It’s often expected that students know how to organise their time to study effectively. However, study skills such as this are usually not taught at school! Students who are perhaps naturally less organised often struggle in comparison to their friends who love planners.
Let’s look at some of the best ways you can organise your study to get the most out of it.
- Stick to a routine. Finding a healthy day-to-day routine is a great way to gently incorporate study into your everyday habits, removing some of the difficulty you may have in getting yourself to sit at your desk.
- Work out a study timeline. Plan backwards from major assessments or exams, and work out where you want to be in the weeks leading up to these tasks. Then you can plan how much work you’re going to put in over a longer period of time, which will definitely enhance your learning process. Attach specific goals to each study session to give yourself a sense of progression and focus: perhaps in the first week, you would like to learn your definitions well, but by the third week, you would like to be able to apply your knowledge in an essay form.
- Study at the time when you have the most energy. You’ll often read or hear advice to study at particular times. But everyone functions differently, so spend some time testing out different study times to see when it is you work best. Once you work this out, try and make it a routine to study at this time most days.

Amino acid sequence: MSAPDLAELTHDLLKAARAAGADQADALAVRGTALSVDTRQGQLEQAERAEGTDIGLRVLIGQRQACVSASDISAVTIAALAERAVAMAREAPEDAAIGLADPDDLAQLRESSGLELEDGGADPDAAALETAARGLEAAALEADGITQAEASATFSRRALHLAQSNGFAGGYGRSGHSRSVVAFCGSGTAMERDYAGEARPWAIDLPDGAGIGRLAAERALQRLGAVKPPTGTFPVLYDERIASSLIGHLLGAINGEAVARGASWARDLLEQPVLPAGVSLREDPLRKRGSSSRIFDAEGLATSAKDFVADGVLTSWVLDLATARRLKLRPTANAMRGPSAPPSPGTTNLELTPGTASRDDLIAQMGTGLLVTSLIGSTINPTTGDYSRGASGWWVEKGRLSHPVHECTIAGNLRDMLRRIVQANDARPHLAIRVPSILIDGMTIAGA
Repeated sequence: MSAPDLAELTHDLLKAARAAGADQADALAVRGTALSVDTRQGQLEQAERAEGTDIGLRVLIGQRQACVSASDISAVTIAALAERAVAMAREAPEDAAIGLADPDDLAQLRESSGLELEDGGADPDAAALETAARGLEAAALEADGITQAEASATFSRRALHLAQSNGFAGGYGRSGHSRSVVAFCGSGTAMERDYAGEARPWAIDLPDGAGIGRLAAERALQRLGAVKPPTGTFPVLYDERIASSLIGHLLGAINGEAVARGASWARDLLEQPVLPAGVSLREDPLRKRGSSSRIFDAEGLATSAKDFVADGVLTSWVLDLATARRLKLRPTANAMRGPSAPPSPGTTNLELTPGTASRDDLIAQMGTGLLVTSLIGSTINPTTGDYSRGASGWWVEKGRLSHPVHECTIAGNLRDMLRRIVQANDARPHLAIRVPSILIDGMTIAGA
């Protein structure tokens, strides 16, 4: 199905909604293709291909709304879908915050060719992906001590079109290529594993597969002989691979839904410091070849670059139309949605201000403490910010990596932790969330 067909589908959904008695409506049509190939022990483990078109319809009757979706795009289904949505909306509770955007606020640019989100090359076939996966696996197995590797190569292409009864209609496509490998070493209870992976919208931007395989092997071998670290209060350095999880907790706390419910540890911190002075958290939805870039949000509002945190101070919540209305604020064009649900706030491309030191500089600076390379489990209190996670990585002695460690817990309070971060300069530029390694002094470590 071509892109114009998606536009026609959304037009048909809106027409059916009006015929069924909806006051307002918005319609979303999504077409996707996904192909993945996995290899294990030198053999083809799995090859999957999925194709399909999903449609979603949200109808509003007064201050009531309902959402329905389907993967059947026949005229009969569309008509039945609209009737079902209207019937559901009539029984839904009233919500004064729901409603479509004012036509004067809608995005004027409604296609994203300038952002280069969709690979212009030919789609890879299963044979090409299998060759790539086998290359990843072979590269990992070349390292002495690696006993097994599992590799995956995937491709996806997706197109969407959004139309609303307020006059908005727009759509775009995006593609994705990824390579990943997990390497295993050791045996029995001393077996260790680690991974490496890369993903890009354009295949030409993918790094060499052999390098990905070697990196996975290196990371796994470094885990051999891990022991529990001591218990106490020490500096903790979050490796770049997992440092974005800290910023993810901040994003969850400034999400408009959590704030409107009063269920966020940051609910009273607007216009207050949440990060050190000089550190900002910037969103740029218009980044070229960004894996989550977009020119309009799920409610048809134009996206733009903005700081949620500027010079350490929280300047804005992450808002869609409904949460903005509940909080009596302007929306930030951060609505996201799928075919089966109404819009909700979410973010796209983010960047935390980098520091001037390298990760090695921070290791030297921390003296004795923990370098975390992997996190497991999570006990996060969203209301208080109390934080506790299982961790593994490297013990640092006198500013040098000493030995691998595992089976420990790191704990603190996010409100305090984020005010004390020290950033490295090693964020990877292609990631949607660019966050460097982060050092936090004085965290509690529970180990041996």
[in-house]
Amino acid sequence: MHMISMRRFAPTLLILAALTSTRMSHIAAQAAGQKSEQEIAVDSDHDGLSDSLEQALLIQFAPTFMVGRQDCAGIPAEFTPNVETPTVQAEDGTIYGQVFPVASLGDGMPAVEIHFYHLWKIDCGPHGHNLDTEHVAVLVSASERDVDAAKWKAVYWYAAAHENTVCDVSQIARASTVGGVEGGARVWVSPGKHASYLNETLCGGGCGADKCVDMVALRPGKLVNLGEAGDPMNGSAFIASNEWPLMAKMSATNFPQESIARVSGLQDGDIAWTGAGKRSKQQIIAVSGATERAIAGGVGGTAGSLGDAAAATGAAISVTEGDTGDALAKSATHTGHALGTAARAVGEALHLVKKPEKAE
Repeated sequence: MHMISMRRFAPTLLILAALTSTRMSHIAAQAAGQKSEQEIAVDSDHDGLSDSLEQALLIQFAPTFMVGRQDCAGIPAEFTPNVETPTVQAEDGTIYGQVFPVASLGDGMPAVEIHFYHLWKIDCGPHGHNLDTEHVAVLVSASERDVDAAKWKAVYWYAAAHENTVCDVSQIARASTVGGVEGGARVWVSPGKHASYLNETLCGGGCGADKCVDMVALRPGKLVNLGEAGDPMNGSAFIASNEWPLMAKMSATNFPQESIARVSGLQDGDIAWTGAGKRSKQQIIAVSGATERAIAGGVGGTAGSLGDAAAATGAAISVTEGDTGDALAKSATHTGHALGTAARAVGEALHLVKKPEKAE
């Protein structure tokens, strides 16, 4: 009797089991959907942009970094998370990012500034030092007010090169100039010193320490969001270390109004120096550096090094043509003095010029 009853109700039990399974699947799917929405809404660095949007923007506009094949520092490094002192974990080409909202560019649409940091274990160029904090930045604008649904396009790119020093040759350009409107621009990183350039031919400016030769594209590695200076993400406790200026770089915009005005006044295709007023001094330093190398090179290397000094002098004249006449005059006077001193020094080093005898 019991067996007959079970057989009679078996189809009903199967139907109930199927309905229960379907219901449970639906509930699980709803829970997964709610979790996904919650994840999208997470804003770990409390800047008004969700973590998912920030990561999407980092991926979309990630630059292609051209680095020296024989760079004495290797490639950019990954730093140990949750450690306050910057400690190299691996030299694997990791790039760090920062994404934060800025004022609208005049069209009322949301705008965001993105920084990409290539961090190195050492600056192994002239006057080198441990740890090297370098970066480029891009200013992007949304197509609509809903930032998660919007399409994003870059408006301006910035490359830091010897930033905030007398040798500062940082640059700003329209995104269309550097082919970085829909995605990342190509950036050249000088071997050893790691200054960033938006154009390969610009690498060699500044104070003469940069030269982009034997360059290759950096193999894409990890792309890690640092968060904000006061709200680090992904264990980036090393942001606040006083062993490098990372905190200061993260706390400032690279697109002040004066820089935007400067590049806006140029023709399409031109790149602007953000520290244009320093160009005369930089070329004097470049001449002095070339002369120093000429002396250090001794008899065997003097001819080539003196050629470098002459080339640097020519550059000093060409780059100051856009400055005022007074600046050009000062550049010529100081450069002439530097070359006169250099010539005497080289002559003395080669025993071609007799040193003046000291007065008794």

- Write everything down and prioritise important tasks. No, this doesn’t mean you need a planner to write in every day (although planners work very well for many people!). You could consider keeping a calendar and a list of tasks to do on a whiteboard over your desk, or keep virtual sticky-notes on your laptop of things which are coming up. Find a method that works well for you, and stick to it!
- Keep a clean study space. It’s easy to let extraneous stuff pile up around you at a desk, but a clean study space is conducive to effective study where you are not distracted. A clean desk is quick to achieve (hopefully) and you will notice a difference in the quality of your study.
- If you don’t feel like studying, study in small blocks of time with a timer. Anyone can sit down and study for ten minutes at a time. How about twenty? And then thirty minutes? Try setting a timer and negotiate with yourself this way: once I finish thirty minutes of study, I can go and do that thing I wanted to do earlier.
If you loved this article, you will LOVE all of our other articles, such as: Top 10 Study Tips for High School Students, How to Motivate Yourself to Study at Home and The Benefits and Importance of Learning About Grammar.
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